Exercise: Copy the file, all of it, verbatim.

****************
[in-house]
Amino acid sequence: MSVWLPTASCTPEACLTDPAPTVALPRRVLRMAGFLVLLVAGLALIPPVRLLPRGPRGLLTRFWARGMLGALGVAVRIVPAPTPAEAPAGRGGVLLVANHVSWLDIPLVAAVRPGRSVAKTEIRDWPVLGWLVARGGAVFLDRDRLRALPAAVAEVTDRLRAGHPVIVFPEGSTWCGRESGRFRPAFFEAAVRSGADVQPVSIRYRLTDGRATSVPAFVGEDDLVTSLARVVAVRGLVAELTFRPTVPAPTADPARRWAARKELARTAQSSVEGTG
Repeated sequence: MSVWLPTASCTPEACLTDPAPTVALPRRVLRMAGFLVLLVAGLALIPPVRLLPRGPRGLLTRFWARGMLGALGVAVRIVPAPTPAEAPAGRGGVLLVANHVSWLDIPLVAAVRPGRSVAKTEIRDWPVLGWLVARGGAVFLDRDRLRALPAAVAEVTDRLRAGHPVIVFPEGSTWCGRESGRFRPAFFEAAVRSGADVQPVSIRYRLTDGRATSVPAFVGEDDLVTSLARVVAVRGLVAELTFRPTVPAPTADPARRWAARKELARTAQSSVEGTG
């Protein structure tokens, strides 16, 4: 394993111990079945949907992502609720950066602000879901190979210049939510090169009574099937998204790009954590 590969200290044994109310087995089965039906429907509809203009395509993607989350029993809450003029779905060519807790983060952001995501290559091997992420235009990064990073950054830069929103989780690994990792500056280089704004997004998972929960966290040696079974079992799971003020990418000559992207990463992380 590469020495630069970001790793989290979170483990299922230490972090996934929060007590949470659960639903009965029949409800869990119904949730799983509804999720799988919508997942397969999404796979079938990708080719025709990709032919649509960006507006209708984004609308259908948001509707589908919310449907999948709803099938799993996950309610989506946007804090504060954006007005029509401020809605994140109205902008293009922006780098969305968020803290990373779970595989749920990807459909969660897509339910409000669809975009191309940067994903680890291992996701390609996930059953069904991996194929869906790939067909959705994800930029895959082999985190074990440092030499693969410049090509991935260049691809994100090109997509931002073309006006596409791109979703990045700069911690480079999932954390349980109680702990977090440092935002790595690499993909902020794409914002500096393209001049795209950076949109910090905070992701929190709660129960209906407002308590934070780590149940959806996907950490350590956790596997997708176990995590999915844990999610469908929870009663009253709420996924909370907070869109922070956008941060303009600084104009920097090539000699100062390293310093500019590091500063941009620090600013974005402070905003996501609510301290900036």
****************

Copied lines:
[in-house]
Amino acid sequence: MSVWLPTASCTPEACLTDPAPTVALPRRVLRMAGFLVLLVAGLALIPPVRLLPRGPRGLLTRFWARGMLGALGVAVRIVPAPTPAEAPAGRGGVLLVANHVSWLDIPLVAAVRPGRSVAKTEIRDWPVLGWLVARGGAVFLDRDRLRALPAAVAEVTDRLRAGHPVIVFPEGSTWCGRESGRFRPAFFEAAVRSGADVQPVSIRYRLTDGRATSVPAFVGEDDLVTSLARVVAVRGLVAELTFRPTVPAPTADPARRWAARKELARTAQSSVEGTG
Repeated sequence: MSVWLPTASCTPEACLTDPAPTVALPRRVLRMAGFLVLLVAGLALIPPVRLLPRGPRGLLTRFWARGMLGALGVAVRIVPAPTPAEAPAGRGGVLLVANHVSWLDIPLVAAVRPGRSVAKTEIRDWPVLGWLVARGGAVFLDRDRLRALPAAVAEVTDRLRAGHPVIVFPEGSTWCGRESGRFRPAFFEAAVRSGADVQPVSIRYRLTDGRATSVPAFVGEDDLVTSLARVVAVRGLVAELTFRPTVPAPTADPARRWAARKELARTAQSSVEGTG
């Protein structure tokens, strides 16, 4: 394993111990079945949907992502609720950066602000879901190979210049939510090169009574099937998204790009954590 590969200290044994109310087995089965039906429907509809203009395509993607989350029993809450003029779905060519807790983060952001995501290559091997992420235009990064990073950054830069929103989780690994990792500056280089704004997004998972929960966290040696079974079992799971003020990418000559992207990463992380 590469020495630069970001790793989290979170483990299922230490972090996934929060007590949470659960639903009965029949409800869990119904949730799983509804999720799988919508997942397969999404796979079938990708080719025709990709032919649509960006507006209708984004609308259908948001509707589908919310449907999948709803099938799993996950309610989506946007804090504060954006007005029509401020809605994140109205902008293009922006780098969305968020803290990373779970595989749920990807459909969660897509339910409000669809975009191309940067994903680890291992996701390609996930059953069904991996194929869906790939067909959705994800930029895959082999985190074990440092030499693969410049090509991935260049691809994100090109997509931002073309006006596409791109979703990045700069911690480079999932954390349980109680702990977090440092935002790595690499993909902020794409914002500096393209001049795209950076949109910090905070992701929190709660129960209906407002308590934070780590149940959806996907950490350590956790596997997708176990995590999915844990999610469908929870009663009253709420996924909370907070869109922070956008941060303009600084104009920097090539000699100062390293310093500019590091500063941009620090600013974005402070905003996501609510301290900036």